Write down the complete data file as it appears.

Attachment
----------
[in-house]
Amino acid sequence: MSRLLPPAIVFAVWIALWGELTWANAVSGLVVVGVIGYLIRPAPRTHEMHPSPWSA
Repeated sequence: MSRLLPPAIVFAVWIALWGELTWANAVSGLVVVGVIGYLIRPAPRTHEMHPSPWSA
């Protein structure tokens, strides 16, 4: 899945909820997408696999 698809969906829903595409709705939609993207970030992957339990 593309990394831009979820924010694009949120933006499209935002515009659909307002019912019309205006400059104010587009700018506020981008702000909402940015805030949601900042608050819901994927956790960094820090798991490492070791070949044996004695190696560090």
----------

[in-house]
Amino acid sequence: MSRLLPPAIVFAVWIALWGELTWANAVSGLVVVGVIGYLIRPAPRTHEMHPSPWSA
Repeated sequence: MSRLLPPAIVFAVWIALWGELTWANAVSGLVVVGVIGYLIRPAPRTHEMHPSPWSA
């Protein structure tokens, strides 16, 4: 899945909820997408696999 698809969906829903595409709705939609993207970030992957339990 593309990394831009979820924010694009949120933006499209935002515009659909307002019912019309205006400059104010587009700018506020981008702000909402940015805030949601900042608050819901994927956790960094820090798991490492070791070949044996004695190696560090």